What’s new in nonprofit capacity building?

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Grantmakers for Effective Organizations (GEO) has provided a splendid addition to the literature on capacity building with its new report, Strengthening Nonprofit Capacity: Core Concepts in Capacity Building. The paper blends insights from interviews of grantmakers with keen examples of successful capacity building initiatives to illustrate (and thus encourage other grantmakers) the many benefits that can flow from making multi-year financial support to build the capacity of grantees so that nonprofits can be effective partners with foundations.

The paper offers a basic definition of capacity building, demystifies the process of measuring effectiveness, and stresses the important role that capacity building initiatives play in strengthening nonprofits for the long haul, as opposed to providing restricted program funding. All of these points, and the carefully documented approach, are extremely useful for the charitable nonprofit community as a whole. Additionally, other gems are sprinkled throughout the report that is primarily intended for an audience of grantmakers.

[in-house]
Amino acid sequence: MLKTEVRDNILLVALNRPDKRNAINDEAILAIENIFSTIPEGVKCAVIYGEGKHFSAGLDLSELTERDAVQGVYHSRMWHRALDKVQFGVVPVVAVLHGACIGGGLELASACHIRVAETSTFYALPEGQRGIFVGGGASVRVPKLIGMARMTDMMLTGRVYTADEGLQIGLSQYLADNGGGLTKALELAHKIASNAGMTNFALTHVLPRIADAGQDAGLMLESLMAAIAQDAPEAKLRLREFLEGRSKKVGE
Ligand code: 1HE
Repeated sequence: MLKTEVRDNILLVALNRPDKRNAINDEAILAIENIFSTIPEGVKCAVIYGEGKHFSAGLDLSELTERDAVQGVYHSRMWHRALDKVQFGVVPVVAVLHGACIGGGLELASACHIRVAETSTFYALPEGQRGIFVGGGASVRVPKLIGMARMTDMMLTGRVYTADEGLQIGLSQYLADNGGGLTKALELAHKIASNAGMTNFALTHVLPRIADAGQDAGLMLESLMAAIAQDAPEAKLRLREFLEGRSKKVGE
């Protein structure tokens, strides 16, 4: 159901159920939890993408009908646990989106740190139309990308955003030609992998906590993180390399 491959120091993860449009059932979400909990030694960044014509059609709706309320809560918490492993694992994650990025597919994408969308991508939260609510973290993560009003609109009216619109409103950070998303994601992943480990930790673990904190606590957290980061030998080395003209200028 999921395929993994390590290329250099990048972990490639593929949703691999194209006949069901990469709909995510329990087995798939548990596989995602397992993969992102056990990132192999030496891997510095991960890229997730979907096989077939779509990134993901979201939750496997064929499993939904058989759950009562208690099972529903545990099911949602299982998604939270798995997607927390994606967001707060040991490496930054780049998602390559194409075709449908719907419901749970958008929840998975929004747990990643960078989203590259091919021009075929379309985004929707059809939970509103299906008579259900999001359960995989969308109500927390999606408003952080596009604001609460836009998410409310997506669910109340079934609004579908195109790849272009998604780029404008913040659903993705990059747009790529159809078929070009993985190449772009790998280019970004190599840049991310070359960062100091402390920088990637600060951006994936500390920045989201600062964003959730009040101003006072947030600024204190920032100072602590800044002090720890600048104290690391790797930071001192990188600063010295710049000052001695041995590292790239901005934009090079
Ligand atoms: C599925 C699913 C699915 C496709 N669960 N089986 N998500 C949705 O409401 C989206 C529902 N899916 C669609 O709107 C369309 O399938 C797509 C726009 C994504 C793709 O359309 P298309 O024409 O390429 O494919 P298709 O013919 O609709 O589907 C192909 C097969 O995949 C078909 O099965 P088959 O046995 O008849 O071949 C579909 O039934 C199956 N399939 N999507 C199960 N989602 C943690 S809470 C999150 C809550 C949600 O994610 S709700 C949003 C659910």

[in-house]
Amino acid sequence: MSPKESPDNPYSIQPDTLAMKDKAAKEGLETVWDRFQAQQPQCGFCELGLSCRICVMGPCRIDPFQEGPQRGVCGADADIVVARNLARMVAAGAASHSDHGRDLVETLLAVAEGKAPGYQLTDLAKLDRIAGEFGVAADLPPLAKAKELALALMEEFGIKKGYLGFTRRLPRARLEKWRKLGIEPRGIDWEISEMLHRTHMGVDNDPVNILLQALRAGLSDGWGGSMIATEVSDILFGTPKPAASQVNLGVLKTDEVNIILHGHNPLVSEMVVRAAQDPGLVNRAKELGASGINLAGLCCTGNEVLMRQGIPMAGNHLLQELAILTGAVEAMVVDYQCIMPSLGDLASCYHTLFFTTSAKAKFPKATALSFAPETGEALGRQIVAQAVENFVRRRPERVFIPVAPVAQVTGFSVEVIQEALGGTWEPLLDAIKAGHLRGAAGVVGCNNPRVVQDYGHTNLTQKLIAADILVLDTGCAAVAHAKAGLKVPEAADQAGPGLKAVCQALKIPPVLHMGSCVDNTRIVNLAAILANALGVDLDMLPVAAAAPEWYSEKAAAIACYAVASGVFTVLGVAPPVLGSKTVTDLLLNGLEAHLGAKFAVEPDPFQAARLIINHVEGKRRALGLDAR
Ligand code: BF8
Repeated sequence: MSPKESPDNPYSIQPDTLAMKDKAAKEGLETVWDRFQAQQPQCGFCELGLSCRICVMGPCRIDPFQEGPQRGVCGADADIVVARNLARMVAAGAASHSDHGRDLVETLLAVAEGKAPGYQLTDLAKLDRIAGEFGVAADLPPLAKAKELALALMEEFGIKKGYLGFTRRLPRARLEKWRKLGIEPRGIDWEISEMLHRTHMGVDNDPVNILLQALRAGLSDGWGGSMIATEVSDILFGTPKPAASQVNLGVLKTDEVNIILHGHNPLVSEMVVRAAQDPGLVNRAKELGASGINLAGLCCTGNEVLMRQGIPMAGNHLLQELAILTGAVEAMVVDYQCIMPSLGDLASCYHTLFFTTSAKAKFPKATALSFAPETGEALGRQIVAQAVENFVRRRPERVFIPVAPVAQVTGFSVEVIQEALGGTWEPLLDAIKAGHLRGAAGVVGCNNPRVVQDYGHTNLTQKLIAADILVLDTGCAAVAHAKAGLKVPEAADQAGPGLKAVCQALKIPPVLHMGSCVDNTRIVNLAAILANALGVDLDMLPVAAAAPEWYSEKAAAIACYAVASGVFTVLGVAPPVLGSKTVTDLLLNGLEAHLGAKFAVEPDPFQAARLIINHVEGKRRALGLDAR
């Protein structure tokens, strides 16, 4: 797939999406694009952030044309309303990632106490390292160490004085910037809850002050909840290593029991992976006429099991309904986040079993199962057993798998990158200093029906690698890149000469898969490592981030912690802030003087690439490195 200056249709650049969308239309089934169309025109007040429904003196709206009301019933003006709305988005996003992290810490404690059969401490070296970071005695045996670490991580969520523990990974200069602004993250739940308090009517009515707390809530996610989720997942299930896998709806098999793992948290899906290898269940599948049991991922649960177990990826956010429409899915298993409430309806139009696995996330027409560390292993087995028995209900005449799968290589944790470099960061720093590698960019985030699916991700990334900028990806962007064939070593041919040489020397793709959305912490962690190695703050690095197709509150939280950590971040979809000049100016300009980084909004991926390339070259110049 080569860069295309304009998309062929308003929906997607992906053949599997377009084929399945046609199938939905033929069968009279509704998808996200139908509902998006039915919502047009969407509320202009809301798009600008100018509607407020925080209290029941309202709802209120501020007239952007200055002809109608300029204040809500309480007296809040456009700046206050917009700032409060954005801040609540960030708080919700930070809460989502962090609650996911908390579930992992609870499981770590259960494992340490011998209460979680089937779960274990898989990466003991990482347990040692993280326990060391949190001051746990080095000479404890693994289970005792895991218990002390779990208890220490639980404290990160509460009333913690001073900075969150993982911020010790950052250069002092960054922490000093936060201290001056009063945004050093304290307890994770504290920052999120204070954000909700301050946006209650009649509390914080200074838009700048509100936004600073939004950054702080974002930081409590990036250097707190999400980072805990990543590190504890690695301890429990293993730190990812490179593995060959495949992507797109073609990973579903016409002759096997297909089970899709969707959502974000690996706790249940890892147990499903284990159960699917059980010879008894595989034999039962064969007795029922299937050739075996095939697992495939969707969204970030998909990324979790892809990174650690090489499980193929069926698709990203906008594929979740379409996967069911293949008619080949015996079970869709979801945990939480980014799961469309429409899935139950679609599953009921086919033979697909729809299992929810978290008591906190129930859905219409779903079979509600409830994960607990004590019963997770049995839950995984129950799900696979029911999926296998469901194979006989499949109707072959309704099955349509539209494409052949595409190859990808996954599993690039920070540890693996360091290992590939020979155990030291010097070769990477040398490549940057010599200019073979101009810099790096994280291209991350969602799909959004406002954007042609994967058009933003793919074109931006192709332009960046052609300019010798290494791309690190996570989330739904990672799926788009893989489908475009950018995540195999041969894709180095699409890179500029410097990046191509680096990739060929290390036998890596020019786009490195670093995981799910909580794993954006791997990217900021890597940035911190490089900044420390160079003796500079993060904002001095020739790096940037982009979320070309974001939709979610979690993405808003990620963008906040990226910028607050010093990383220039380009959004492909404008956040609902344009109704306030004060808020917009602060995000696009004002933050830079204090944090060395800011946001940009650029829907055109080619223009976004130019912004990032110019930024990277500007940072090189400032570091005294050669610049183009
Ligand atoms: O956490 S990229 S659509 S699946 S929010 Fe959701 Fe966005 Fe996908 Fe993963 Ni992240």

GEO’s report uses interviews and examples to shed light on the many benefits to grantmakers of investing in nonprofit capacity building, while explaining how to deploy their investments most effectively. Yet, during the course of making those and other points, GEO’s report also gives credibility to certain concerns (some might even say, “complaints”) that many nonprofit leaders have had with many funders. These concerns, whether real or imagined, include that because many foundations don’t appreciate the under-resourced environment that many nonprofits are continuously working in, it shows that foundation don’t respect the accomplishments that nonprofits achieve against great odds. Consequently, foundations too often make unrealistic demands that divert nonprofits’ time trying to meet short-term demands rather than advancing their missions.

In making its case, GEO uses examples that reflect three important shifts in how certain grantmakers are approaching their work. These three shifts recalibrate the power imbalance that too often plagues grantmaker/grantee relationships, and reflect changes in attitude and perspective that, if adopted by more grantmakers, will go a long way towards improving outcomes – for both nonprofits and philanthropy – which ultimately means improving outcomes for individuals and communities.